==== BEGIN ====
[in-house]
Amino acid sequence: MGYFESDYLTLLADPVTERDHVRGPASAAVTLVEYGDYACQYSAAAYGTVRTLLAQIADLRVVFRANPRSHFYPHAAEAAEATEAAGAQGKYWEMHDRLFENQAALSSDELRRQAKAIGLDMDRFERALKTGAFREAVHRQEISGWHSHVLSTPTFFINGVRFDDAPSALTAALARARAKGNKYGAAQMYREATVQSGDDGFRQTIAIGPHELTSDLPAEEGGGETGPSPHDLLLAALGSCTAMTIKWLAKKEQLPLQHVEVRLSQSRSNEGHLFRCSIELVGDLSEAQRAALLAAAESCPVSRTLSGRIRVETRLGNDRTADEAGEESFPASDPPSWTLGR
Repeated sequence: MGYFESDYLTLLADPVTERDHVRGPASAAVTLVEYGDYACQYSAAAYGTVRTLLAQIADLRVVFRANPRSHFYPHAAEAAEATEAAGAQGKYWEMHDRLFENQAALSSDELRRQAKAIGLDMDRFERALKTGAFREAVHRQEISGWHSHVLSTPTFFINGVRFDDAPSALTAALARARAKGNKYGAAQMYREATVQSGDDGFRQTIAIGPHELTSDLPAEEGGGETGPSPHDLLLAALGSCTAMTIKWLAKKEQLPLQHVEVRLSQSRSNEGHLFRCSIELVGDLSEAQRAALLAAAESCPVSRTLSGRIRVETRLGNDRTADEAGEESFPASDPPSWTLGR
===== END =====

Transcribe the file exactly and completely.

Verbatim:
[in-house]
Amino acid sequence: MGYFESDYLTLLADPVTERDHVRGPASAAVTLVEYGDYACQYSAAAYGTVRTLLAQIADLRVVFRANPRSHFYPHAAEAAEATEAAGAQGKYWEMHDRLFENQAALSSDELRRQAKAIGLDMDRFERALKTGAFREAVHRQEISGWHSHVLSTPTFFINGVRFDDAPSALTAALARARAKGNKYGAAQMYREATVQSGDDGFRQTIAIGPHELTSDLPAEEGGGETGPSPHDLLLAALGSCTAMTIKWLAKKEQLPLQHVEVRLSQSRSNEGHLFRCSIELVGDLSEAQRAALLAAAESCPVSRTLSGRIRVETRLGNDRTADEAGEESFPASDPPSWTLGR
Repeated sequence: MGYFESDYLTLLADPVTERDHVRGPASAAVTLVEYGDYACQYSAAAYGTVRTLLAQIADLRVVFRANPRSHFYPHAAEAAEATEAAGAQGKYWEMHDRLFENQAALSSDELRRQAKAIGLDMDRFERALKTGAFREAVHRQEISGWHSHVLSTPTFFINGVRFDDAPSALTAALARARAKGNKYGAAQMYREATVQSGDDGFRQTIAIGPHELTSDLPAEEGGGETGPSPHDLLLAALGSCTAMTIKWLAKKEQLPLQHVEVRLSQSRSNEGHLFRCSIELVGDLSEAQRAALLAAAESCPVSRTLSGRIRVETRLGNDRTADEAGEESFPASDPPSWTLGR